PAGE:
Take the 2-minute tour ×
Stack Overflow is a question and answer site for professional and enthusiast programmers. It's 100% free, no registration required.

let's say that we ignore the target and source hardware for a moment. So, what's the better endian style to go with -- big or small?

I'm just trying to go with consensus / convention on this one. The best guidance I've received so far is "it depends" so always specify. That's fine. I'll do that.

However, in this situation there is no need to be one way or the other. There's no legacy, so I thought, "what would be the cleanest choice for current & emerging hardware."

share|improve this question

closed as not constructive by Hans Passant, osgx, Nicol Bolas, fredoverflow, Graviton Jul 19 '11 at 10:15

As it currently stands, this question is not a good fit for our Q&A format. We expect answers to be supported by facts, references, or expertise, but this question will likely solicit debate, arguments, polling, or extended discussion. If you feel that this question can be improved and possibly reopened, visit the help center for guidance. If this question can be reworded to fit the rules in the help center, please edit the question.

11  
Gulliver's Travels is required reading material. –  Hans Passant Jul 19 '11 at 9:58
    
Big-end / little-end as terms come from Swift, who was giving an example of pointless argument in discussing which end of an egg to open. –  djna Jul 19 '11 at 10:00
    
Are you actually coding so close to the CPU that this matters? –  ta.speot.is Jul 19 '11 at 10:04
    
it's more the asthetic of "by convention" I'm after. On the CPU question -- me no. Others nearby -- yes. –  sgtz Jul 19 '11 at 10:12
    
The answer is of course "Yes". –  Kerrek SB Jul 19 '11 at 10:29

4 Answers 4

up vote 1 down vote accepted

Actually the answer is it depends

If you just want a choice then Since in Big Endian high order byte comes first ,you can always check positive or negative from the first byte.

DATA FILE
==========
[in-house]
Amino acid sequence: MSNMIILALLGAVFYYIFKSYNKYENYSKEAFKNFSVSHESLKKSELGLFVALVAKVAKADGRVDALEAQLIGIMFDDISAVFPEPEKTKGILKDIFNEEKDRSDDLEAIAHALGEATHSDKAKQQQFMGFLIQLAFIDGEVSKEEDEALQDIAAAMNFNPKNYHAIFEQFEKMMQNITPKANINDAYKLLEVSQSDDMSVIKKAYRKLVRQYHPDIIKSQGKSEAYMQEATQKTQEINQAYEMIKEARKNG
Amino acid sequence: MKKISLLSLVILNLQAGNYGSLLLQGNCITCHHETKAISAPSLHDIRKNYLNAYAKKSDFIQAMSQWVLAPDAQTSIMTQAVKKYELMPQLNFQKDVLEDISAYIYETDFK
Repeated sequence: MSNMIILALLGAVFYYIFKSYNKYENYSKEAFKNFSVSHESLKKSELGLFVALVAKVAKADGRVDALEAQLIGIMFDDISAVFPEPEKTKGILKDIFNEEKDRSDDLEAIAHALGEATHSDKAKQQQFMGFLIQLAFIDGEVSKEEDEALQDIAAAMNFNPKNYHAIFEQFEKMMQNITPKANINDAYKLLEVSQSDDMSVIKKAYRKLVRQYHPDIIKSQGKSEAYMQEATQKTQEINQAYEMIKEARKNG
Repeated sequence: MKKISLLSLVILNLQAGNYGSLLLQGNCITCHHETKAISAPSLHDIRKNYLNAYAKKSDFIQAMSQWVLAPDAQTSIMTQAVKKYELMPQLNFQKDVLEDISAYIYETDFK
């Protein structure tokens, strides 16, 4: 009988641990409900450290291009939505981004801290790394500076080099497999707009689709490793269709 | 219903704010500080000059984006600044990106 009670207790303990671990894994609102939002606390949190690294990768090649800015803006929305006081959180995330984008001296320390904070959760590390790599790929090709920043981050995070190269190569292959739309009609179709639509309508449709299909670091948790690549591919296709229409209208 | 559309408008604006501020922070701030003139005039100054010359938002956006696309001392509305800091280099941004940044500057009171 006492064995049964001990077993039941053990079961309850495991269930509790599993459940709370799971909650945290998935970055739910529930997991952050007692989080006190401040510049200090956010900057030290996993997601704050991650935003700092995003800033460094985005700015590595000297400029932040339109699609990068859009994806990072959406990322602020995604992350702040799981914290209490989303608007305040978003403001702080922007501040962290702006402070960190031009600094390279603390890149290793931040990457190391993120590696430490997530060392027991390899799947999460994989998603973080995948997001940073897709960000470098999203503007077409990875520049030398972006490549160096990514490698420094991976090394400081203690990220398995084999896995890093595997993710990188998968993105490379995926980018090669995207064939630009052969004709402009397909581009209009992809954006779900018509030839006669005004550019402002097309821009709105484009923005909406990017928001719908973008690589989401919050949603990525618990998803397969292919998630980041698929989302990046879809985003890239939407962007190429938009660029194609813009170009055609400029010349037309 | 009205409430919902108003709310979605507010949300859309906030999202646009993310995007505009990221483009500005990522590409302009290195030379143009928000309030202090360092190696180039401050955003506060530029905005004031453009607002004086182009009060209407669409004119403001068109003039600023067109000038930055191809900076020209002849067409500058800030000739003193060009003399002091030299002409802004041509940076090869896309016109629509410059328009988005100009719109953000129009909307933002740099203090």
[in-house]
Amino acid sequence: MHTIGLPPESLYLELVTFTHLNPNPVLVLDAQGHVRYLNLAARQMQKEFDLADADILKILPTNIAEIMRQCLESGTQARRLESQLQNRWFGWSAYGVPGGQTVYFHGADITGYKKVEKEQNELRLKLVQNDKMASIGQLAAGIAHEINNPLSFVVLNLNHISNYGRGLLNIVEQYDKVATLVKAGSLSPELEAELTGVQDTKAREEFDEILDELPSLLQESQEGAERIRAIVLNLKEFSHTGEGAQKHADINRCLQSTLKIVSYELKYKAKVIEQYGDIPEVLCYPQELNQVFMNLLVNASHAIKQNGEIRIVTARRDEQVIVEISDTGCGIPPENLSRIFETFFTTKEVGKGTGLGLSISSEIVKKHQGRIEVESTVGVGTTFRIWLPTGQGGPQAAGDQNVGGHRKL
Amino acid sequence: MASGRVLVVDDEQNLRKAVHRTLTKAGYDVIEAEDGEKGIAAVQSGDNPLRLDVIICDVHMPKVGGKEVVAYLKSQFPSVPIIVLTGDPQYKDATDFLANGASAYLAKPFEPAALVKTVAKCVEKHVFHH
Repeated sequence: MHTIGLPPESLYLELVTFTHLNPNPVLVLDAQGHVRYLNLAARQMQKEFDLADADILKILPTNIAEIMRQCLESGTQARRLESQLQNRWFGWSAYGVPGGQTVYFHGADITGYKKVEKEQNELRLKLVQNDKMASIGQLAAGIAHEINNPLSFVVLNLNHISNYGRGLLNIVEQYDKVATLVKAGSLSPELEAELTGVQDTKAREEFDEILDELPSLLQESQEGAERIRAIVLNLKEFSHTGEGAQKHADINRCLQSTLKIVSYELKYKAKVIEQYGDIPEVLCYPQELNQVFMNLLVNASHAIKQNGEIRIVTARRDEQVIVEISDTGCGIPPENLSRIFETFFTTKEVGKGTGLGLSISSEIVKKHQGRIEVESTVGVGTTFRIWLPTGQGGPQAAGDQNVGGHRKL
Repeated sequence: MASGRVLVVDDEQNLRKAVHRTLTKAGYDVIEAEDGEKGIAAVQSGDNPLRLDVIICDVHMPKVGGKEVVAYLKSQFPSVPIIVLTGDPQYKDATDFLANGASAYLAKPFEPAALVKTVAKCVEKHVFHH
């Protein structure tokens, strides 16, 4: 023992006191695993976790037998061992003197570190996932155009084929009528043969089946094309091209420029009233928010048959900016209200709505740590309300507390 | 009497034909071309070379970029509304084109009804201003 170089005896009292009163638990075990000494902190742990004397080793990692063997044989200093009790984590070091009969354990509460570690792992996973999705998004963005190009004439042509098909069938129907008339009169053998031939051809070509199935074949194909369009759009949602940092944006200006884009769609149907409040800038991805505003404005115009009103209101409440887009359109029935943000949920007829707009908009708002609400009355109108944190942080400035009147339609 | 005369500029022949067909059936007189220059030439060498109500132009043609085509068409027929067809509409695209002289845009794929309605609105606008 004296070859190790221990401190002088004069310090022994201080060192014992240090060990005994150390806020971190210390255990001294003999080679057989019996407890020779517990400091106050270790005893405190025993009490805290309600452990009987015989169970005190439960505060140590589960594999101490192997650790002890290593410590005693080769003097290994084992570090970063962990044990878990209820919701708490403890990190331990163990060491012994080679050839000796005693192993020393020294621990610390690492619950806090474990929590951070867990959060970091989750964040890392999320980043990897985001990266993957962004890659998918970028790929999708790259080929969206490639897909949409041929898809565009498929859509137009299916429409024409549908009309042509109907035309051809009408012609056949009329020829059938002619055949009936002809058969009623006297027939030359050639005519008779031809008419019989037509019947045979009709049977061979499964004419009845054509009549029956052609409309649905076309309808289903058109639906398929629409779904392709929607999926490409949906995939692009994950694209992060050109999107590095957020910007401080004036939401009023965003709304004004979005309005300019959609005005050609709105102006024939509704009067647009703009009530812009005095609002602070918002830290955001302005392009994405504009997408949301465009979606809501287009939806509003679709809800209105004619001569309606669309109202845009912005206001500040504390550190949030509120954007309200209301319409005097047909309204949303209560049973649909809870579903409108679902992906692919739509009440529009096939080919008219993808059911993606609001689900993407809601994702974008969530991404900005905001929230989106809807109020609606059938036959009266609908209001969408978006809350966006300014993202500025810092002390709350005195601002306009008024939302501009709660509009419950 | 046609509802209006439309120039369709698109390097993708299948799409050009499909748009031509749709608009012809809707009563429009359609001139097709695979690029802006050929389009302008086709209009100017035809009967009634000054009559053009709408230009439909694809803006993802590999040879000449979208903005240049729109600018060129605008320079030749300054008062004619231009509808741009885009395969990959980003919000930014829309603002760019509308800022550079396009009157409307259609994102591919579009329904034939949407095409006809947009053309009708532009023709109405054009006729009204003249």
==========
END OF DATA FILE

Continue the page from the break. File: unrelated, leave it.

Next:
share|improve this answer
    
+1 good point. ty. –  sgtz Jul 19 '11 at 9:59
4  
You check for positive or negative like this x < 0, regardless of endianness. Endianness has nothing to do with positive or negative. It's about representation, not values. Please don't obfuscate your code because of this. –  R. Martinho Fernandes Jul 19 '11 at 10:31

Use whatever is predominant in your hardware. Or use "network byte order" (big endian) because the internet does. Or pick one at random. It's unimportant.

share|improve this answer
    
+1 I wondered what "network byte order" was. ty. Another vote for big endian for me at least. –  sgtz Jul 19 '11 at 10:07

Don't choose. Just use whatever your compiler/platform uses. That gives no hassle and just works.

If you are doing raw network stuff, you may want to convert things to/from network endianness though, which is big endian. But don't mess up your whole code because of that. Just do the conversion when you get to the network writing part.

share|improve this answer
    
it's an n-language situation. I'd like all languages to play together nicely. So I need to choose unfortunately. –  sgtz Jul 19 '11 at 9:57
    
@sgtz: Is it the same platform? Do the languages use different endianness? –  R. Martinho Fernandes Jul 19 '11 at 9:59
    
Language isn't really the problem, is the system - if it's homogeneous, no worries, if heterogeneous, then you need a common format for communication - and typically this is big-endian. But habit is always convert to local format before handling the data (and vice versa) –  Nim Jul 19 '11 at 9:59
    
not necessarily the same platform or machine. –  sgtz Jul 19 '11 at 10:00
    
@sgtz choose any one(e.g. big-endian) and do the conversions for those using little-endian –  A. K. Jul 19 '11 at 10:00

It doesn't matter. Just pick one.

This is a topic of endless debate. One does not hold a particular advantage over the other.

share|improve this answer

Not the answer you're looking for? Browse other questions tagged or ask your own question.